This post was written by Sarah Rees
LIVING IN A TROPICAL COUNTRY BRINGS ITS BATTLES, BOTH LARGE AND SMALL, AND SARAH REES MAY LOOK FRIENDLY, BUT SHE TURNS TOUGH WHEN THE THINGS THAT REALLY MATTER ARE THREATENED.
It may be shameful to admit it, but I don’t even know his name. He stops by my place in the evenings – always with all his friends – and transforms my evening into a frenzy of groans and expletives. That is to say, he used to stop by my place, until I squashed him.
Ants. Is there anything more miraculous and yet more aggravating that those pesky six-legged incarnations of the word “perseverance”? Yes they are marvel of nature, yes they are able to carry up to 50 times their body weight and travel over huge distances, but my goodness they are irritating.
Much like a splatter of bird poo on your collar, ants come from nowhere. All is quiet and calm in your kitchen – the surfaces are wiped, the sweeties hidden away – and you, in your unsuspecting innocence, hang up your tea towel and retire to the sofa. When you return, mere moments later, they are everywhere. In the time it has taken you to put your feet up and contemplate a calm evening, the miniature maniacs have rushed out from their hiding places – those unimaginable and impossible-to-locate nooks and crannies – and laid siege to your kitchen cupboards, leaving no crumb, crystal or chocolate chip untouched.
What you take to be a black line is a battalion of marching troops, rushing this way and that in a perfectly-executed manoeuvre that takes the army from HQ to the drop zone, where they lay waste to the biscuit box (or whatever beloved treat you have left unattended) and transport the booty back to base as fast their little legs can scurry.
I have no doubt that we all have our own methods of dealing with these miniscule invaders, but I have now got my counter-attack down to a tee. My opening move is to shriek like a banshee and lunge for ‘The Tank’; a cloth specially-designated for squashing as many of the little critters as can be decimated in a frenzy of wiping, before they realise they are under attack, retract and abort.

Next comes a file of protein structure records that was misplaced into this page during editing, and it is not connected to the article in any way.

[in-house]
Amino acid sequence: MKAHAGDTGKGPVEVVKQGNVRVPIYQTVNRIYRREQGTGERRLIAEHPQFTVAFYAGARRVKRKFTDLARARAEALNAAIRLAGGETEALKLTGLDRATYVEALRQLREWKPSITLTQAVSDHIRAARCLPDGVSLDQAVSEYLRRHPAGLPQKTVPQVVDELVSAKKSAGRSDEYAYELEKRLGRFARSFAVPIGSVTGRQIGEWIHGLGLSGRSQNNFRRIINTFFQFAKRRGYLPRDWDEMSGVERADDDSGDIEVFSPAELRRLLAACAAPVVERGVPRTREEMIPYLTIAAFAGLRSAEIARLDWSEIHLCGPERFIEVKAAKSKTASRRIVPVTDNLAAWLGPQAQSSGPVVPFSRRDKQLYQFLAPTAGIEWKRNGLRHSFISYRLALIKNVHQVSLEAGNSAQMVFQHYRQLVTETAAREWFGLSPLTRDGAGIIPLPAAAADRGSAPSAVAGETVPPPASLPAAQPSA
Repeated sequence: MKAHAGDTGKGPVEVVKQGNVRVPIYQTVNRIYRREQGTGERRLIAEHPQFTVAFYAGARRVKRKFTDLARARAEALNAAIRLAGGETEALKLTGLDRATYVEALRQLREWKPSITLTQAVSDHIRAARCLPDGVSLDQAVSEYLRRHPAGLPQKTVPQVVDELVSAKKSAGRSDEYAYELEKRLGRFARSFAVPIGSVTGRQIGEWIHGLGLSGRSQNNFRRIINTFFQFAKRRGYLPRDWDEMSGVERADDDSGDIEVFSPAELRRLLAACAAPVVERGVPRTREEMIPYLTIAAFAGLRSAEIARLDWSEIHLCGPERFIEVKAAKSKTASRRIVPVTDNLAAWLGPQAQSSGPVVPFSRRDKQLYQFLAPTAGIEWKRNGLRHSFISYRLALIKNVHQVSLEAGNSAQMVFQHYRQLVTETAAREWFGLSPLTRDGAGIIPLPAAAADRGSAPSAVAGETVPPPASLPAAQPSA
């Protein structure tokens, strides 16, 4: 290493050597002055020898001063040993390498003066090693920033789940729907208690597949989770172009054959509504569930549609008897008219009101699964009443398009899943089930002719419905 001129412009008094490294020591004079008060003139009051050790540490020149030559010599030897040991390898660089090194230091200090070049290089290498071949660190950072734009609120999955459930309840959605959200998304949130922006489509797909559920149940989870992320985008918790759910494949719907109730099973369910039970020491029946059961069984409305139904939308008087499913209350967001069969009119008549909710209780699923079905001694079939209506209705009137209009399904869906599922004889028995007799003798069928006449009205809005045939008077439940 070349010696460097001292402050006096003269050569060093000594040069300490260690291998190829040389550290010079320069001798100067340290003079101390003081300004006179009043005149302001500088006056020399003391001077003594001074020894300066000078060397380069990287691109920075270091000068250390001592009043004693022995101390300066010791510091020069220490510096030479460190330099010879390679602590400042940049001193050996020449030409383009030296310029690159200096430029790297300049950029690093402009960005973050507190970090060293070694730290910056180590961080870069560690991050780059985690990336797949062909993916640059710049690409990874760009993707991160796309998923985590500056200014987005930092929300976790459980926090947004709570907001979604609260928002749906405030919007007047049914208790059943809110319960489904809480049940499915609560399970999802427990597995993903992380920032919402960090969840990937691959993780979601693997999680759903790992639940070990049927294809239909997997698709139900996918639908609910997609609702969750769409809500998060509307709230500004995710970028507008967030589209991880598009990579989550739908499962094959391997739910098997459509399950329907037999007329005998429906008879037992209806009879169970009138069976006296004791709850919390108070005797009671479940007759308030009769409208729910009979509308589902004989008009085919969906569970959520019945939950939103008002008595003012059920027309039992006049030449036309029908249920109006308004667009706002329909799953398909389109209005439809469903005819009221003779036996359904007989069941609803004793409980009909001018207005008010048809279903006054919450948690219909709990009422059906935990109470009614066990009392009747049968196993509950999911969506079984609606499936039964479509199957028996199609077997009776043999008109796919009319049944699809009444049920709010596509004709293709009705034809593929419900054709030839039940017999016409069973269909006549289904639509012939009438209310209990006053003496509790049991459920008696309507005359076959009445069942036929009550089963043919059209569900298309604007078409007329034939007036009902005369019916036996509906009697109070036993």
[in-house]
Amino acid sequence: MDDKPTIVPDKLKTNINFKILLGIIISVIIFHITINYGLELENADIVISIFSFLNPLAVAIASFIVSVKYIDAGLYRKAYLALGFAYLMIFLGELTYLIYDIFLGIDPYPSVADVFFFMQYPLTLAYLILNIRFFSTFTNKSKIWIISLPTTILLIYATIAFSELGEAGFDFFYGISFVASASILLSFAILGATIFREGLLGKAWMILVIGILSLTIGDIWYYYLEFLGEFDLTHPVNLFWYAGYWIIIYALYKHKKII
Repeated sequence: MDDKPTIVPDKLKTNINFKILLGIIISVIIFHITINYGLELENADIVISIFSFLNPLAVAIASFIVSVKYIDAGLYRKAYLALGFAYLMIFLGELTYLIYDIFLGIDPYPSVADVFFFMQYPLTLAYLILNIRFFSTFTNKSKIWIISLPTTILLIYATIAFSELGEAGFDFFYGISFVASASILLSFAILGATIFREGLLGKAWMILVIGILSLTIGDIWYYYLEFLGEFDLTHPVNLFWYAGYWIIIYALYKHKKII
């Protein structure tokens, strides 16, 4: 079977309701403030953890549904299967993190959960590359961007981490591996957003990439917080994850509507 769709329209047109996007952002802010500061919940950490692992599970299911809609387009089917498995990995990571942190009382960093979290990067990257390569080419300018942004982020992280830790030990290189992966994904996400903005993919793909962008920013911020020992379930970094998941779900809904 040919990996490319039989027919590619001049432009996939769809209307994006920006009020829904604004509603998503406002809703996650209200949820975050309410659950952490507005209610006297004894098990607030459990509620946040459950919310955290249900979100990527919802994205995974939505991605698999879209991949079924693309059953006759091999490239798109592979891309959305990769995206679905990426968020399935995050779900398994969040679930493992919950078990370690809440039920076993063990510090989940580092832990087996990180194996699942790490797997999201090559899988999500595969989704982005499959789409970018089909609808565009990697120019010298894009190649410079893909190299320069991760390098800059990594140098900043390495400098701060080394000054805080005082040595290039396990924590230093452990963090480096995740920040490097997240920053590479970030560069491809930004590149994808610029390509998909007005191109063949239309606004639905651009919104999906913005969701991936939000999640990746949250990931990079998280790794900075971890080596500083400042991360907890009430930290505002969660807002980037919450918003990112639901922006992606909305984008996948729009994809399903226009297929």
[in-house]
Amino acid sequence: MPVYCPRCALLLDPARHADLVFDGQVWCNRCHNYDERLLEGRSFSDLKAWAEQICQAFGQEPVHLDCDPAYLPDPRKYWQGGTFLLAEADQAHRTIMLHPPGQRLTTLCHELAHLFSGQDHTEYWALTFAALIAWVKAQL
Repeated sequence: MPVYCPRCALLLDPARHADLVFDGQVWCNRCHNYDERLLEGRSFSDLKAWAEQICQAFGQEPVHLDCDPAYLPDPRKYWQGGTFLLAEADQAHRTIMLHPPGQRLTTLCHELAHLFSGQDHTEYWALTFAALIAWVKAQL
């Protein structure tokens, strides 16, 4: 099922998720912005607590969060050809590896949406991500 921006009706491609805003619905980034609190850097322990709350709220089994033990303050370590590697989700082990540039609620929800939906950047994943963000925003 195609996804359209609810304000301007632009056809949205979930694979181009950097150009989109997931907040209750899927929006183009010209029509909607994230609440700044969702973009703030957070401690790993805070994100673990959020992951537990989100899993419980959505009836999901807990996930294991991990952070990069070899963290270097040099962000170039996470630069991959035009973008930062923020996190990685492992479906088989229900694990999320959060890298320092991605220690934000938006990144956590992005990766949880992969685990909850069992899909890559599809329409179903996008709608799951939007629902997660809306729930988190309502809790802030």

The next step is to locate the offending item – that tiny crumb of croissant or, worse luck, the box of chocolates I had been saving for a bad-day-raiding session – and slam dunk aforementioned edible evil into the bin with all the venom I can muster, furious that these thieves have sabotaged my beloved chocolately treat.
Then comes the enjoyable part: observing the panic. Those infernal miscreants may be sensible and orderly when the treasure is within reach, but when faced with return fire they go to pieces. You can almost hear the scream of ‘retreat’ as the dead and injured are mercilessly abandoned – as are any remaining morsels of the sweet bounty – and they race back to their hideout to regroup.
This is when I pull out my secret weapon, my a-bomb, my failsafe method of extermination that has never yet let me down: I like to call it my ‘Sweet Revenge’, and it sits proudly beside my kettle, awaiting its moment of glory.
It may look like a can of body spray, and the blurb on the side may promise “lasting freshness and confidence”, but this humble tube’s true calling in life is as an exterminator of ant invaders. One short sharp spray and the ants stop dead in their tracks. One whiff of the “refreshing light floral fragrance” and the mission is thrown aside in a desperate attempt to make it back to base, while my can and I follow their pitiful retreat with malicious intent, holding the nozzle far closer than the recommended 6-inches and smiling wickedly. Once the enemy have scurried back inside their hole and let out a collective sigh of relief, I clamp down my forefinger and zap their HQ into a sweet-smelling oblivion and punch the air in glory. Victory is mine!
The kitchen may now smell like an explosion in a florist shop, but every inch of it has been reclaimed from the tiny grasping claws of those minute but grossly-ambitious insects.
Until tomorrow that is. When you know they will be back. But I am ready. There is a spare can of ‘Sweet Revenge’ in the cupboard, and that box of custard creams is worth fighting for.
Source: The Expat April 2012
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